LumberJocks

Mirock Gull Wings Box Joint

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Project by mirock posted 07-22-2018 09:27 PM 785 views 3 times favorited 9 comments Add to Favorites Watch

Hello guys!
Here is the next step of CNC joints development. This time I decided to make box for note paper from bog oak and beech
Video of the process – https://www.youtube.com/watch?v=XBSbHhXXn_E

_

My Square shop – https://www.etsy.com/shop/Mirockswoodshop
My Instagramm – https://www.instagram.com/mirock79
My Patreon – https://www.patreon.com/mirock

-- Dad, husband and everythingmaker





9 comments so far

View woodbutcherbynight's profile

woodbutcherbynight

5488 posts in 2492 days


#1 posted 07-22-2018 10:35 PM

As always some amazing and very creative work!!!!!

-- Live to tell the stories, they sound better that way.

View Vasilenko Valeriy's profile

Vasilenko Valeriy

143 posts in 190 days


#2 posted 07-23-2018 08:03 AM

Nice job!

-- VENKOwood - YouTube.com/venkowood

View helluvawreck's profile

helluvawreck

31985 posts in 2949 days


#3 posted 07-23-2018 01:08 PM

This is a beautiful joint and this box looks great.

-- helluvawreck aka Charles, http://woodworkingexpo.wordpress.com

View  woodshaver Tony C   's profile

woodshaver Tony C

6100 posts in 3436 days


#4 posted 07-23-2018 01:31 PM

Amazing what you can do with a CNC machine! Nice looking jointery!

-- St Augustine FL, Experience is the sum of our mistakes!

View abie's profile

abie

876 posts in 3854 days


#5 posted 07-23-2018 02:51 PM

But this is not woodworking for craftsmen but for machinists..
IMHO

-- Bruce. a mind is like a book it is only useful when open.

View  woodshaver Tony C   's profile

woodshaver Tony C

6100 posts in 3436 days


#6 posted 07-23-2018 03:28 PM

I agree with you Bruce; the skill here is not by hand but by computer, So I couldn’t say “nice work” on behalf of who made this. Mirock did this by programing a computer.
That’s why I said “Amazing what you can do with a CNC machine! Nice looking jointery!”
I should have said “nice computing” I guess. This site is about people that do hands on woodworking not Computing skills.
No offence to the poster just IMHO!

-- St Augustine FL, Experience is the sum of our mistakes!

View therealSteveN's profile

therealSteveN

914 posts in 657 days


#7 posted 07-23-2018 11:22 PM

I don’t own a CNC, but it’s clear to me that this is the future of our dear woodworking. 7 years ago I remember a rant from my best friend about CNC schooled machinists wanting to go to work for him at his tool and die. He was shocked they wanted what they did, and couldn’t read a blueprint. Now a days he just shrugs, and points to the 3 guys working for him who just do CNC work. He still calls them the dummies, and likely never will refer to them as tool and die guys.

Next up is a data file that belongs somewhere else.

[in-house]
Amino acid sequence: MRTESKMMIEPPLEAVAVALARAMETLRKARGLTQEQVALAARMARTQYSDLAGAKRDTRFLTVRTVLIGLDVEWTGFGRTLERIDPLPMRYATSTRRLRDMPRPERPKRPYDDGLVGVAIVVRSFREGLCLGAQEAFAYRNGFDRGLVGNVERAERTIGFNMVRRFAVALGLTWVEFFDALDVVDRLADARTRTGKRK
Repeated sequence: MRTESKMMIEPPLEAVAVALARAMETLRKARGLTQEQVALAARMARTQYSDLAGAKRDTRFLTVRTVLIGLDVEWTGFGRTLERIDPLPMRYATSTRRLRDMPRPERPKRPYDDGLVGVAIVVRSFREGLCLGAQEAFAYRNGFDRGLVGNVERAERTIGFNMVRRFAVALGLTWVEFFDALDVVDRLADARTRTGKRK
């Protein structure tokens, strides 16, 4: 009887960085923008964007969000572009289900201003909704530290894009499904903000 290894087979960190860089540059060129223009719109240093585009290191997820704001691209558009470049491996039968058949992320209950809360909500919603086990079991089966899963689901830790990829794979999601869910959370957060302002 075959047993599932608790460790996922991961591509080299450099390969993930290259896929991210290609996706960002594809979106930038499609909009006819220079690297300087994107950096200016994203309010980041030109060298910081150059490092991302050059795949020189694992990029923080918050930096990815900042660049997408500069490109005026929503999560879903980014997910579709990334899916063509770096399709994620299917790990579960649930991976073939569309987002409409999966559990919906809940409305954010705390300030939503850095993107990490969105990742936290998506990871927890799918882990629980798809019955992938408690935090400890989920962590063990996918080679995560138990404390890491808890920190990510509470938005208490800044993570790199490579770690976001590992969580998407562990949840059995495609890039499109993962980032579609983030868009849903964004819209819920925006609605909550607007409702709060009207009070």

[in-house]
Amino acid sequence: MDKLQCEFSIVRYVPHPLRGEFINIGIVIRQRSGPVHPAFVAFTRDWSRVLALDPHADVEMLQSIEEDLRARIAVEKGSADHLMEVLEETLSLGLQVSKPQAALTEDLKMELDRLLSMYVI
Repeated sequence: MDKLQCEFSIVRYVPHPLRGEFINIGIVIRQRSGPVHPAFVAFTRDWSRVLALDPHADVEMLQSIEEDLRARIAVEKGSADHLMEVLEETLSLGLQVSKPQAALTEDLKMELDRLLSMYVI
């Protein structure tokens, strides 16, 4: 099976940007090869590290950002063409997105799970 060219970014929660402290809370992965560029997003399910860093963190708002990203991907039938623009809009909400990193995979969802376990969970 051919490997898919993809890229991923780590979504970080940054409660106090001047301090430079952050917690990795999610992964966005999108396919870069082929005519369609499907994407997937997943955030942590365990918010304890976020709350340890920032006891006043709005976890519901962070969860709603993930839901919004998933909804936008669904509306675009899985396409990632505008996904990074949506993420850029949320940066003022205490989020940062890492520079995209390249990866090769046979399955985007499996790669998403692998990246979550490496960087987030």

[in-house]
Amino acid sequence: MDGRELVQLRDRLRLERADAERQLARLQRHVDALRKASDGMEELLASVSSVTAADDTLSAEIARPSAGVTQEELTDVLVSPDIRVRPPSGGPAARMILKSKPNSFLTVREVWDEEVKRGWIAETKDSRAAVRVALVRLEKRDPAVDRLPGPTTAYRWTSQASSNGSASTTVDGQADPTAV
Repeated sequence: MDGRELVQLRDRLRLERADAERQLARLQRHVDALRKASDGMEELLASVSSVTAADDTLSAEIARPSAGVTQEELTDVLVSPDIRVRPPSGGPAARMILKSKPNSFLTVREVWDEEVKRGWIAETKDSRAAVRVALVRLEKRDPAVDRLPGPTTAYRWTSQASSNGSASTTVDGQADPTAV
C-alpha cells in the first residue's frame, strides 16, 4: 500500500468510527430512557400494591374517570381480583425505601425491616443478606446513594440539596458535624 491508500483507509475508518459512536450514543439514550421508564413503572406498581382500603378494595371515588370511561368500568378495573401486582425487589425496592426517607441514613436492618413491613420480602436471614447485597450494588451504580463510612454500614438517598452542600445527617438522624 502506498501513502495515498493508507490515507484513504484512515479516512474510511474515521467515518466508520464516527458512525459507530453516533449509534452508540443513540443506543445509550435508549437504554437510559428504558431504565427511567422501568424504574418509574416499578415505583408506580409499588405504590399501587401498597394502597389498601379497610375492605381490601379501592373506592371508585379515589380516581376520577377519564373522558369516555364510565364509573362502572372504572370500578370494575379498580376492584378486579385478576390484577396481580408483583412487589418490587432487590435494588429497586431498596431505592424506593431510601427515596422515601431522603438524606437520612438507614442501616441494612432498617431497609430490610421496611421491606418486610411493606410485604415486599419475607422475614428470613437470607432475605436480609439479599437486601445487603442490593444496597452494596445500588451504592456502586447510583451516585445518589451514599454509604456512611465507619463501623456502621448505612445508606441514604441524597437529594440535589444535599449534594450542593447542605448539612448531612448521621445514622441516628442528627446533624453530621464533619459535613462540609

One truth in life, if you don’t like something, hang around a bit, and it is certain to change. Can you imagine the shock if some woodworkers from 200 years ago walked into a shop with power equipment? Same same, just depends on the years involved.

I say nice job, he still has to figure out how to run the puter to do that. For him the puter is a tool. Different strokes for different folks.

Thanks for posting, and the discussion is good….

For my $$$$ those are some snazzy looking DTs. I bought a jig at a show years ago, and it can make something similar with a router, but curved shaped DTs and a chisel. I wanna see em.

-- Think safe, be safe

View mikeacg's profile

mikeacg

600 posts in 1140 days


#8 posted 07-24-2018 12:28 PM

Beautiful joints Volodymir! Regardless of how you made them, you still had to have the vision to design them and cut them. I believe it is the final product that counts – and it is amazing looking!
Bruce and Tony – Is using a router cheating? How about using a template for the router to follow? Electricity? Steel tools instead of sharpened rocks? He could have cut these joints using only a mallet and chisels but would they be any better looking? I guarantee they wouldn’t fit as well and he would have spent days that he could be creating something else.
I’m a carver. I sometimes use my CNC machines to carve designs in cabinets doors. Does that mean I can’t carve? No, that just means I’d rather not spend weeks carving something I can replicate in hours on the machine once I have it set-up. Can the normal person tell the difference between what I carve by hand or by machine?
We only get so many hours in this life gentlemen and we don’t know how many hours that will be before we are called up! Personally, I want to experience as much as I can…

-- Mike, A Yooper with a drawl, http://www.artcentergraphics.com

View pottz's profile

pottz

2862 posts in 1067 days


#9 posted 07-24-2018 10:32 PM

i gotta agree with mike,its just the next evolution of wood working.that joinery is just amazing and probably been very hard or impossible to do without a cnc.i will probably never use one but i respect the creativity of those that do.its the results that count,the computer didnt think and design it for him,at least not yet-lol.he’s no less a wood worker than any of us.nice work miroc.

-- sawdust the bigger the pile the bigger my smile-larry,so cal.

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